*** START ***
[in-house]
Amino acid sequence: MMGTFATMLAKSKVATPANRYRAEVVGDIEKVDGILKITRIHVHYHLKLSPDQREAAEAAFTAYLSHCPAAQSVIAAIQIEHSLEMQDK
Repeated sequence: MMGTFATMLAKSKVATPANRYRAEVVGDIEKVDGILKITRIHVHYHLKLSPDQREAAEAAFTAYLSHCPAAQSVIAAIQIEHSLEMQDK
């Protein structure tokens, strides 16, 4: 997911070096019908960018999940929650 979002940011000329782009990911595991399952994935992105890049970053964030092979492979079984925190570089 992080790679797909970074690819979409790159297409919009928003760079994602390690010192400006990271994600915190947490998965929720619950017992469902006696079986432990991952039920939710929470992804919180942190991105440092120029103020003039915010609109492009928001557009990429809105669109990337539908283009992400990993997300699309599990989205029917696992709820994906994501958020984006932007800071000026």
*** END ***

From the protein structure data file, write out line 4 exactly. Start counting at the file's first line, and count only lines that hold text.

């Protein structure tokens, strides 16, 4: 997911070096019908960018999940929650 979002940011000329782009990911595991399952994935992105890049970053964030092979492979079984925190570089 992080790679797909970074690819979409790159297409919009928003760079994602390690010192400006990271994600915190947490998965929720619950017992469902006696079986432990991952039920939710929470992804919180942190991105440092120029103020003039915010609109492009928001557009990429809105669109990337539908283009992400990993997300699309599990989205029917696992709820994906994501958020984006932007800071000026």